I had one couple that I worked with last year, they were pregnant and needed more space for two children. One of the things that she said to me was during COVID, all the playgrounds were locked down and she couldn't use them for her child. She said, "I now need to make sure I have a backyard, so that if the playgrounds get locked down again, my child can play in the yard." I think it's really interesting that COVID is taking decisions, I think that what people would have needed five years to decide, it's making them make those decisions very quickly.
Erin: Isn't that interesting, that things we took for granted, right?
Erin: Wow. Let's talk money here. Davelle, you have said that there is no longer any stigma, in fact, it's almost the norm for your clients to be with the bank of mommy and daddy, at least that's what we used to call it in our house, that asking your parents to be the lifeline is so much more the norm?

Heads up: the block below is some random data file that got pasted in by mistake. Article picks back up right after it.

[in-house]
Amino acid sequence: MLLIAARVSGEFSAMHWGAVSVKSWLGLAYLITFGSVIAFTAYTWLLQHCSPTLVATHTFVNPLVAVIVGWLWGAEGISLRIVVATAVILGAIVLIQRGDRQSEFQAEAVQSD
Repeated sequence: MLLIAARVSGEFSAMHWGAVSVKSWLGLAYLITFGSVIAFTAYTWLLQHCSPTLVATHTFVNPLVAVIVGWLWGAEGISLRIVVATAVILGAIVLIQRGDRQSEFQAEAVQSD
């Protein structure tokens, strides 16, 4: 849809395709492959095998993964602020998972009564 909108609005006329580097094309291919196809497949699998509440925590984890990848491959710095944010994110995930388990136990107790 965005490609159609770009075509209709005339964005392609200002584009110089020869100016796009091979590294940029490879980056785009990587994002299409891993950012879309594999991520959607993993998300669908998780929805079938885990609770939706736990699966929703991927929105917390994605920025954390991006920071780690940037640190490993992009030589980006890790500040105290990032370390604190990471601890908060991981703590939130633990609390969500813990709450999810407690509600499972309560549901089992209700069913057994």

Davelle: Yes, absolutely. I would say that it's definitely a standard thing. People pick up the phone and call bank of mom and dad. It seems like dad's the lifeline. Let me see if I can get more money. I don't care what age my clients are, whether they're 20-something, 30, 40-something or 50-something, everybody's relying on their parents. I think back to when Gen X purchased real estate, a lot of us got help from our parents, to begin with. There's really no shame in asking your parents for money. There's nothing wrong with your parents giving you money if they have it, of course. I realized that not everybody has that luck, where they've got parents who are willing to give or can give.
I think for a lot of parents, they would rather see their kids enjoy that money now, while they're still alive, versus waiting until their kids or whatever it is, 70 or 80 to give them money. I think there's that transfer of wealth that's happening now for parents and I think that's a good thing. Why not?